inevitably linked to the same-humanitas. but the culture. humanitas from anthropos. neither were they consulted. Thus. the concept of the trans-cultural as such always presupposes a power di"erence between cultures and knowledges. it would have had to be 12 accepted that there is a uni-versal history of the human species. and globalized today—but always retaining the element of othering as objec!fying as one of the main cogni!ve and rhetorical opera!ons of modernity. or the Chinese in Beijing from the people who inhabited the outskirts of the rectangle that enclosed the ruling class. helps to dene the same as the norm when it is used as a nega!ve reference point and gives birth to the strategies of exclusion and resistance and to mul!ple reinforcing stereotypes. the I–You dialogue opens up the inherent otherness present in any individual. If it did. food. Western philosophy from the Renaissance on. that the idea of culture was created and trans-culturally derived. The other as a darker side. It was in their languages that the uni-versal concept of knowledge (inherited from Chris!an theology) became global. In the modern/colonial world. exchange. In this frame. In today’s trans-cultural environment. of civiliza!on. It should be noted that the trans-cultural is not a concept that has one single frame of reference. languages. and regarded dialogue as a gene!c mo!f for describing the dual modes of being. The ques!on of “otherness” is fully a modern/colonial ques!on. European culture or civiliza!on (depending on whether you prefer German or French legacies) was not just a par!cular culture among others. Mar!n Buber in I and Thou interpreted existence as encounter. Bakh!n’s dialogic theory developed similarly to Buber’s and 13 . nor in the Arabic language and in Middle Eastern Muslim socie!es. dis!nguished. But “otherness. or the Greeks from the barbarous—those who did not speak Greek. which is a catchy metaphor to be found in various scholarly publica!ons throughout the world in the last several decades. But the concept of “culture” entered into the vocabulary of European modern imperial countries—France. in di"erent guises and masks. It was so because this concept was an epistemic construct built by agents and ins!tu!ons that dened culture by the experience of European history. “culture” was already framed in a hierarchical classica!on. taking di"erent forms in its di"erent phases—from theology and religion in the sixteenth and seventeenth centuries to na!onal. Jacques Derrida and Mikhail Bakh!n. rituals. circular. it is star!ng from European postmodernism that has led otherness to become the focal point of philosophy per se. to be the humanitas. The fact that today “modernity” is embraced and appropriated in the United Arab Emirates. then. For “modernity” is nothing but a concept and a narra!ve that originated in and served imperial Western purposes. It is indeed the “/” (slash) that in our formula!on divides and unites the “modern” with the “colonial” in which otherness was constructed by and through enuncia!ons always situated in the house of the modern (of humanitas. The concept of non-European cultures was a European inven!on. For him.). and mee!ng. Paul Ricoeur and Gayatri Spivak. This dis!nc!on was not made by those classied under the domain of anthropos. Paul Ricoeur called one of his most famous works Oneself as Another (Soi-même comme un autre). and that the human species organized itself through !me in par!cular cultures dened by memories. a dialogue with colonial others (racially and patriarchally classied) is a moot point: why would anthropos be interested in talking with humanitas when anthropos knows that humanitas is not interested in dialogue but in domina!on? The formula!on “trans-cultural environments and encounters” also raises many ques!ons. mutuality.” as we sense and think about it today. sole. necessary for the balanced existence and for the successful self-reproduc!on of culture. and their friends. of science. The other-anthropos is. The di"erence between European culture and European knowledge that created the concept was organized through the colonial and imperial di"eren!al. in China. etc. WHAT IS BEHIND ENCOUNTERS WITH OTHERNESS? Let us start by ques!oning the very formula of encountering the other. to name just a few. in a way resta!ng a long-exis!ng Western anxiety expressed a century earlier by Arthur Rimbaud’s gramma!cally incorrect “Je est un autre” [I am an other]. and Germany—only as late as the eighteenth century.1 European and wider Western totality is unimaginable without its distorted mirror—the non-European other that is increasingly rendered in modernity as a radically sub-human other. or in Indonesia means that “modernity” is being expropriated from its place of origin. This was because it was neither in the Mandarin language and in Chinese society. England. The dis!nc!on was a pure. The magic e"ect here consists in blurring the epistemic and ontological dimensions and in pretending that humanitas and anthropos is an ontological dis!nc!on that the enoncé only describes. and the like. is a Western construc!on from the Renaissance on and is cons!tu!ve of the Western concept of “modernity”. Otherness and encounters with otherness have acted as a peculiar leitmo!f of modernity as such. the narra!ve of encounter with the other has become central both in theore!cal reec!ons and in contemporary art.encounters Tlostanova & Mignolo I. of Western Chris!anity. socioeconomic organiza!on. it legi!mized the type of knowledge in which it was embedded. Although the en!re twen!eth century experienced a growing painful interest in otherness and was marked by xenophobia o$en masked as xenophilia. and unilateral decision made by those who considered themselves. We are not saying that the Aztec did not dis!nguish themselves from the Chichemecas. knowledge. The twen!eth century was par!cularly frui#ul in its various interpreta!ons of such encounters: Mar!n Buber and Emanuel Lévinas. Consequently. but is not an e"ect of an epistemic and poli!cal classica!on that the enuncia!on controls. Once created.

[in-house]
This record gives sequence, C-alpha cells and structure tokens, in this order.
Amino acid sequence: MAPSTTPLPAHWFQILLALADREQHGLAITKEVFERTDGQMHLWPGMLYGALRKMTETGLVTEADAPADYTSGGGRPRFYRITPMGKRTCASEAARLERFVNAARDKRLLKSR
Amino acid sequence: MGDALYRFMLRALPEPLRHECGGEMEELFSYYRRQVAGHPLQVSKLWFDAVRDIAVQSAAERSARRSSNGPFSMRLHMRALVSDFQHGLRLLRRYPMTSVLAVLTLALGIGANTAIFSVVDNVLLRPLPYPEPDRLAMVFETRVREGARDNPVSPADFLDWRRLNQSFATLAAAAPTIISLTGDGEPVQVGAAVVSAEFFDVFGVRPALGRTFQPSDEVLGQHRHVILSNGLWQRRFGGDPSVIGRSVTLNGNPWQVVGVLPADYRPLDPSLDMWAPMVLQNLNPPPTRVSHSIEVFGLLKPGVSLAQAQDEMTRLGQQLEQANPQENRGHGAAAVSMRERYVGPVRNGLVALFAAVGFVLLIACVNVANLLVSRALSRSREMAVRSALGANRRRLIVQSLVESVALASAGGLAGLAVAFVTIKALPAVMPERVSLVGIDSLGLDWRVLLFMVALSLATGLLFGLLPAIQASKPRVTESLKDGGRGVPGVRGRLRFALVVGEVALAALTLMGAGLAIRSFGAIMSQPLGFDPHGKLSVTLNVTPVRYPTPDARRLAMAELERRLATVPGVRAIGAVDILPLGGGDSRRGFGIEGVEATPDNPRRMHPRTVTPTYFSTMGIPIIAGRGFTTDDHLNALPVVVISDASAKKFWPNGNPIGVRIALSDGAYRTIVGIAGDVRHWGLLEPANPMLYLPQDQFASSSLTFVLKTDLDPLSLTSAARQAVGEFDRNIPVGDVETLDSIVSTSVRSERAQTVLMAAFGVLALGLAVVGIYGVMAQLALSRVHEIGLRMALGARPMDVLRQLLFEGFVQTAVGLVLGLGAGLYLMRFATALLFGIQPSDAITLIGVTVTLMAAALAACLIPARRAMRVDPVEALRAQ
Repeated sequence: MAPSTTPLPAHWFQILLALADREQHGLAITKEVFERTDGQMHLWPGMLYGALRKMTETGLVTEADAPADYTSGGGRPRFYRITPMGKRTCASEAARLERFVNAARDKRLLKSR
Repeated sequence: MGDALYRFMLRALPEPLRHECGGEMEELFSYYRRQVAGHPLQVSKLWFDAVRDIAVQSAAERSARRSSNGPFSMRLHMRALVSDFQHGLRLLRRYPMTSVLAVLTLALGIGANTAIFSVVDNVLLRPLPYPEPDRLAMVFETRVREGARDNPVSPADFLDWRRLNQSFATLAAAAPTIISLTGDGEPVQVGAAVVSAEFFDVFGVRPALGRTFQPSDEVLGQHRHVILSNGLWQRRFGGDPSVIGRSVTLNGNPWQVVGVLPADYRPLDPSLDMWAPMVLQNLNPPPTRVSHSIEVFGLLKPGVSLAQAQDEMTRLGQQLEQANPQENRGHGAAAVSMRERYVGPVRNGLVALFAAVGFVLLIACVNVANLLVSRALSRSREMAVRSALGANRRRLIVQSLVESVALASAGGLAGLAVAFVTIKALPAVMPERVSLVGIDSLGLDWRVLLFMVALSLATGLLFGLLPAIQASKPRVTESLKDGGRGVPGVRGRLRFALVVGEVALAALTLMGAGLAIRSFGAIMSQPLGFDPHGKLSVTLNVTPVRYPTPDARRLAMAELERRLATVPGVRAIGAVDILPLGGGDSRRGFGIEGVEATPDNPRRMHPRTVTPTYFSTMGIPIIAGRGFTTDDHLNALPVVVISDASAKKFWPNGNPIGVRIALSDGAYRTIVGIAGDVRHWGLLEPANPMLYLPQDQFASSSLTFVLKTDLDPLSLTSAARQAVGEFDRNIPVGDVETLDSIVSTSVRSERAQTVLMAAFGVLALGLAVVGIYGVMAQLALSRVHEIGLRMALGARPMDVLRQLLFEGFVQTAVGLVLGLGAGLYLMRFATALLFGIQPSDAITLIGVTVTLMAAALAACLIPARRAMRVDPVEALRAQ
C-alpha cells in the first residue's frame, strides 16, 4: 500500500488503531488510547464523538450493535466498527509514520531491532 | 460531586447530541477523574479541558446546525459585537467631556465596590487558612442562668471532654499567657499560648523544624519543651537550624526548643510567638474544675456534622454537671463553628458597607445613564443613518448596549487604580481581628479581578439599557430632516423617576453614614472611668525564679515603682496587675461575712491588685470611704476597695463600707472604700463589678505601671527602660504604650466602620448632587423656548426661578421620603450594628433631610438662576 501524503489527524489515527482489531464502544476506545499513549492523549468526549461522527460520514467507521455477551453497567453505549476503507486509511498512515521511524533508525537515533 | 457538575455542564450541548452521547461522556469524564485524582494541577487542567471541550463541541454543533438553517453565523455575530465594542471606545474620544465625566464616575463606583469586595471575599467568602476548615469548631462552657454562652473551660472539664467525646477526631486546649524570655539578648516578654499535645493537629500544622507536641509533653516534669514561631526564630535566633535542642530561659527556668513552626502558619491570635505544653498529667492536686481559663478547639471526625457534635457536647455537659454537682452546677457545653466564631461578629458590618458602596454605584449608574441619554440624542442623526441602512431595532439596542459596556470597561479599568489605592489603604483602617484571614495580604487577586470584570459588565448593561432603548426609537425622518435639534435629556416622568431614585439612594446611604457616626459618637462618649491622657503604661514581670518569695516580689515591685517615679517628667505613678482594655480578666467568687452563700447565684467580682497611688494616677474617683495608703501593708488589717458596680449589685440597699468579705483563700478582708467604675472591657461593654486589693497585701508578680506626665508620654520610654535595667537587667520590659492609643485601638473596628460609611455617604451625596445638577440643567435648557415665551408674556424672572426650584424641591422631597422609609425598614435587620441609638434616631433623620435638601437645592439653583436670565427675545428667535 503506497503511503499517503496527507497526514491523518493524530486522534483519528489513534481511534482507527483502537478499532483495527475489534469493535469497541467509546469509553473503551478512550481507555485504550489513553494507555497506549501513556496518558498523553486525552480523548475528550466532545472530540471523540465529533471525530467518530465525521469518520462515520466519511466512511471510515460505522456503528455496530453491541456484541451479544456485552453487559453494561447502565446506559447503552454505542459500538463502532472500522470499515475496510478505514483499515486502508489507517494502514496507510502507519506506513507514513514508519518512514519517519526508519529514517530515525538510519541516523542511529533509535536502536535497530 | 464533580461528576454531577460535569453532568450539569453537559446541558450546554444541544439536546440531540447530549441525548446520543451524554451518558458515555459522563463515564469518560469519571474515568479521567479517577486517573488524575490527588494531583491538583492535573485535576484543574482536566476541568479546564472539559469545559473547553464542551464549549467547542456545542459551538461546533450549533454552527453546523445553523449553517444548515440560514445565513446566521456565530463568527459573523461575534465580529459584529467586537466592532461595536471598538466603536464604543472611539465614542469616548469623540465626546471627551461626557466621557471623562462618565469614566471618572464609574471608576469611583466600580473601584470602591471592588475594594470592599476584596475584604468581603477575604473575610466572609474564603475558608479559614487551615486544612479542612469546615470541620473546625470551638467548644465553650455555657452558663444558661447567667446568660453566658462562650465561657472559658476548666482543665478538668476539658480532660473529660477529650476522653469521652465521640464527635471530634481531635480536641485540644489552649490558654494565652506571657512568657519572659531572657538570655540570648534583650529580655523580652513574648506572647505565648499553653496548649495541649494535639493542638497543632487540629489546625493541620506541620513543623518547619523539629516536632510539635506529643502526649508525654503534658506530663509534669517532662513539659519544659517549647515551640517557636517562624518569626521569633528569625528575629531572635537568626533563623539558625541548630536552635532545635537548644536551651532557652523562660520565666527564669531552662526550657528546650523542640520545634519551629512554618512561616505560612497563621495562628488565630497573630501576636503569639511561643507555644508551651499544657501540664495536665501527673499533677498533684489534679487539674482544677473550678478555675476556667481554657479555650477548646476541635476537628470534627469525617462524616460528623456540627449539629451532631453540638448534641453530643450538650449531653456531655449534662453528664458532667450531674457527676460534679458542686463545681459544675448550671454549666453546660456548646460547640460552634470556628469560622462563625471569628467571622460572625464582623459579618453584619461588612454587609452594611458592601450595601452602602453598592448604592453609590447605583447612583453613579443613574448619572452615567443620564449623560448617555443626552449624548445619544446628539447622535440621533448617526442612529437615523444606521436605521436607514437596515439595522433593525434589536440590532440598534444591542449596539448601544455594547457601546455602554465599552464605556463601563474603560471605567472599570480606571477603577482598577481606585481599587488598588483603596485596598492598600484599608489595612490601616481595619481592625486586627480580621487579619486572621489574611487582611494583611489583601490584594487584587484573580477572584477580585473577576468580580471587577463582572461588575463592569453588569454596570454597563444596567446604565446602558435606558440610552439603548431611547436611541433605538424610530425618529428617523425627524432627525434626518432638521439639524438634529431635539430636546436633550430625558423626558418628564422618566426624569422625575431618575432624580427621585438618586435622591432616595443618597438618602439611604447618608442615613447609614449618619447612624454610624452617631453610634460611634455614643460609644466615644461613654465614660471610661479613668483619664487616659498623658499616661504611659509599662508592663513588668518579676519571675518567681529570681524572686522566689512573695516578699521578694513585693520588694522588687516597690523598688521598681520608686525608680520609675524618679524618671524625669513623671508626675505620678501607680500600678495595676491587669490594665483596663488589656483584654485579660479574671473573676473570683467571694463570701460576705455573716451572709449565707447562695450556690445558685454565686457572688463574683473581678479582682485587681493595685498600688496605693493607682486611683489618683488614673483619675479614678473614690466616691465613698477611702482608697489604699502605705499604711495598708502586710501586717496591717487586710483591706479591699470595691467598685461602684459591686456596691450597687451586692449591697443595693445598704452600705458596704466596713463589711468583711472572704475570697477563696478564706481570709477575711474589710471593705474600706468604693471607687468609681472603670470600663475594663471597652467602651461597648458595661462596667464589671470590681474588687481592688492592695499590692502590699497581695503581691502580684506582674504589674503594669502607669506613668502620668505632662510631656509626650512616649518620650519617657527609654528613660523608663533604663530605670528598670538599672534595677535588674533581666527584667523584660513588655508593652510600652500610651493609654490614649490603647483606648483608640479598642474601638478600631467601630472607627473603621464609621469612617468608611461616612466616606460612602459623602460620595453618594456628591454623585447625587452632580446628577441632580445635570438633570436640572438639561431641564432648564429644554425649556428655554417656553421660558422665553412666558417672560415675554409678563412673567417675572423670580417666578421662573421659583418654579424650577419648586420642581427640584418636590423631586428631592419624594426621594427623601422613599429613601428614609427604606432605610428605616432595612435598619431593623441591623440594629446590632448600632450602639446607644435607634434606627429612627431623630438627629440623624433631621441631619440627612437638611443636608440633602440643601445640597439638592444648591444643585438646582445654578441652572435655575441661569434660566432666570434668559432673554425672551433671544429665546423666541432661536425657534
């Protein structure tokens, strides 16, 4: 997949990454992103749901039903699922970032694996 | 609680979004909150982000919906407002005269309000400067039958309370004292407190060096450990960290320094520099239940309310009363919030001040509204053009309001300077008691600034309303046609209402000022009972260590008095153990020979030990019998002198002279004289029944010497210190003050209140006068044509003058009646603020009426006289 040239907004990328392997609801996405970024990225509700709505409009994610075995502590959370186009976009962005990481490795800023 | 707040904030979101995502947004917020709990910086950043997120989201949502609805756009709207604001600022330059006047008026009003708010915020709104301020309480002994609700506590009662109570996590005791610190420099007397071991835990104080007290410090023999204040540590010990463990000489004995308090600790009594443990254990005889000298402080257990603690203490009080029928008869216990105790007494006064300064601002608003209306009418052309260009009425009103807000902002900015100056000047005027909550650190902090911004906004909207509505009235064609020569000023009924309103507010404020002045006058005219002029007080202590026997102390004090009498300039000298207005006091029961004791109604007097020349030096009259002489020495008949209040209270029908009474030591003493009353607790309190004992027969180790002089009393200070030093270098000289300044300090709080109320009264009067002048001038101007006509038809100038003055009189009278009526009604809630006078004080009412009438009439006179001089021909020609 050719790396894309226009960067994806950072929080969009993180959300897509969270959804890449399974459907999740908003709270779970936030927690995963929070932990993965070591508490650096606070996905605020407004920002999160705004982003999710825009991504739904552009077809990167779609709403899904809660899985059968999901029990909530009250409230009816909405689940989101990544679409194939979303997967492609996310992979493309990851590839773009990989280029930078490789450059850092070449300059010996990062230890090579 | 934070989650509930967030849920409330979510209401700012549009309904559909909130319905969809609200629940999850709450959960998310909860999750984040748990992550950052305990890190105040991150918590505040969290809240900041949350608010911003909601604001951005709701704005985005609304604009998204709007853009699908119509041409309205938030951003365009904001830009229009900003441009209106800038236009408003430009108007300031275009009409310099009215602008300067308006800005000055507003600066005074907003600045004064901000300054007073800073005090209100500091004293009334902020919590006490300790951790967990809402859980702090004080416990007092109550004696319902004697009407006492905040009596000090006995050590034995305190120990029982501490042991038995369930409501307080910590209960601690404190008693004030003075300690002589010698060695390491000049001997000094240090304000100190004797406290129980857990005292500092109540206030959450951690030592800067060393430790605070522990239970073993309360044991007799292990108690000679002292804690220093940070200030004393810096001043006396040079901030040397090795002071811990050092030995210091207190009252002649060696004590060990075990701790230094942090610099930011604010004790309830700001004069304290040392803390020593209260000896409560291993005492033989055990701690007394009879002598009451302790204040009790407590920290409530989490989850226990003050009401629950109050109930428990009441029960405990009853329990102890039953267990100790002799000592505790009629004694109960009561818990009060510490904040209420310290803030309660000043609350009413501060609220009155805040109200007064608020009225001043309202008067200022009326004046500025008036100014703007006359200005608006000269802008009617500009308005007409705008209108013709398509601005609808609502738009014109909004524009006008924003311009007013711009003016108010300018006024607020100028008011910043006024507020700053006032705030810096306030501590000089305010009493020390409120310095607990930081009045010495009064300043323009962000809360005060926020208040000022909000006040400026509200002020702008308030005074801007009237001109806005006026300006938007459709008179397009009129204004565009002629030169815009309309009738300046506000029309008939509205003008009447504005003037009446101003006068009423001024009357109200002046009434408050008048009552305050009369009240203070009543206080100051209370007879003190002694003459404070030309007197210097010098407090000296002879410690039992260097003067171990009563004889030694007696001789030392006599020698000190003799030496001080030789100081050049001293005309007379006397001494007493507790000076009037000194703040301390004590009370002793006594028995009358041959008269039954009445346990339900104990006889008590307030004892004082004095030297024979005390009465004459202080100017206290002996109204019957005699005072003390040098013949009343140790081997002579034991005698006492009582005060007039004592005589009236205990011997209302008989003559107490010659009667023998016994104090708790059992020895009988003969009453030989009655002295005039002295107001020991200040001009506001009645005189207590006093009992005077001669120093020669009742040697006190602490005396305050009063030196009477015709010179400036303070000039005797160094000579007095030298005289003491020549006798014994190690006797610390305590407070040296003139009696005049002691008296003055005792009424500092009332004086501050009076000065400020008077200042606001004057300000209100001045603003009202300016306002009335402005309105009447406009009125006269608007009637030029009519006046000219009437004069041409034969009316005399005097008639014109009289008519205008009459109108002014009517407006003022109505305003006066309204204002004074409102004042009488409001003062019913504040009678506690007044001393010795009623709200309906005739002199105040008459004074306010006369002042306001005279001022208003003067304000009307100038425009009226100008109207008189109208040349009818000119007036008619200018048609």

and no!ons of communica!ng with it. orientalism. In contemporary Western understanding. The Western deconstruc!on of modernity from within is minimally and predictably external in rela!on to the Lévinasian totality of European thought. on the other hand. 6 It is the monology of these posi!ons. while at the same !me a%emp!ng to present a di"erent genealogy of otherness as a voice and a reason of the other himself/herself. most commonly. were marked by several philosophic. philosophical thinking that can be 15 . but is forced to see itself in a depreca!ng way due to its deciency within the realm of sameness. its endless copying. by con!nuing objec!ca!on. One of the most fundamental weaknesses of modernist and postmodernist theorizing of otherness lies in the fact that its prac!!oners have cri!cized modernity from inside. the idea of the other assumes a monotopic frame of knowledge— epistemologically. while the spiritual is suppressed by the ra!onal and the pragma!c. and the Cartesian ego cogito turns into ego consumo. a constant repe!!on of di"erence. and the muted otherness that does not have the right to dene or cri!cize the same. cogni!ve. or a di"erent epistemology. from the posi!on of sameness or internal nonabsolute otherness. marked by the asymmetry of inter-subjec!ve rela!ons. depriving it of any reason or agency as such. the inven!on of the other was and is always an imperial construct of the same by the colonial di"erence loca!ng the other. Defending the authen!c rela!ons between people. Modernity managed to build its en!re self-understanding on the rule of contraries where the other—be it a barbarian or a woman. claiming that the other represents some previous earlier stage in the development of the same and needs to be condescendingly guided on its way to an enlightened posi!on. as well as of Sartrean reciprocity5 within which both same and other can act as objects for each other at di"erent moments. the other once again is being taken for the same. The culture of immanence (according to Lévinas) strives to overcome the otherness of a di"erent individual. to treat it ethically or violently. their monotopic hermeneu!cs growing out of Western reason. erected in order to represent the same posi!vely. while its ability to ques!on us is ignored. but this thought itself remains the only reference point. and. One of these approaches consists of the impossibility of understanding the other. The majority of postmodernist concep!ons of otherness dealt with this Freudian understanding of same/other rela!ons. arguing against an essen!alist understanding of iden!ty. Lévinas o"ered his well-known concept of responsibility for the other. Therefore. we see here that modernist and postmodernist understandings of otherness. Therefore. and by doing so it negated the other once again.2 However. the other as a problem for the same has not been solved in modernity or in postmodernity. and hence our tendency to translate otherness into sameness in order to be able to treat the other ethically. which we would like to further trace in this ar!cle. in fact. it becomes internal for our consciousness. their cri!cism of modernity remained superuous or/and was ul!mately aimed at redeeming the project of modernity. and progressivism.4 But the Lévinasian understanding of otherness. Thus. This colonial di"erence is built into the fundamental asymmetry that was and con!nues to be sharpened in modernity—between the sameness that has the right to dene and categorize the other. and what they cri!cized was the modern and not the Euro-American element in Western modernity. So what we have at work here in xenophilic postmodernist theorizing is. Thus. on the one hand.encounters Tlostanova & Mignolo 14 stressed the constant interac!on of self and other. yet clings to the modernist progressivist thinking. and the two main ways of trea!ng the other that are typical of the rhetoric of modernity and which are retained in postmodernist thought o$en in self-reec!ng forms. and cosme!cally redesigning it. This shi$ requires us to move from monotopic imperial to pluritopic decolonial hermeneu!cs. nature or a homosexual—has been incorporated into a complex hierarchy. postmodernism thus erased the possible agency of an other based on any group a&nity. This does not promise anything construc!ve. by commodica!on. o$en mediated through Lacan’s interpreta!ons. that becomes obvious in all these interpreta!ons. and of Derridean reec!ons on the monolingualism and monologism of the other in fact. discursively. the other is no longer eliminated in any violent form. are all based on the same othering and objec!fying. It is overcome by stereotyping. If we shi$ the geography of this imperial reason7 and look at the world from the perspec!ve of the colonial other. born beyond the spheres of freedom and Western egology. to understand it. and visually—that is. a di"erent society.3 The other approach rejects absolute otherness. to communicate with it. always using itself as the universal norm. and ethnical limita!ons. which is linked with the Lévinasian thesis that any contact with otherness ends in violence by means of its appropria!on and adjustment to the economy of the same. Later the poststructuralist theories of otherness heavily grounded themselves in reconsidered radical Freudian interpreta!ons of fragmented iden!!es and subjects whose “I” is a site of constant struggle between the impulses of biological unconscious and those of the censuring super-ego. saving it from itself. the imperial same emerges in his or her naked privilege and dominant posi!on. but just states once again the absolute rela!vism and epistemic uncertainty as the staples of postmodernist thinking. and remained largely an absolute and insuperable radical otherness. and also to provide a ra!onale for ensuring the stability of such divisions. and not the monology of the other itself as a construct or as reality. More importantly. It is clear that the very idea of encountering and dealing with the “other” presupposes “a same” who enjoys epistemic and discursive privileges and who claims to iden!fy himself/ herself as the same in contrast with the other. As a result.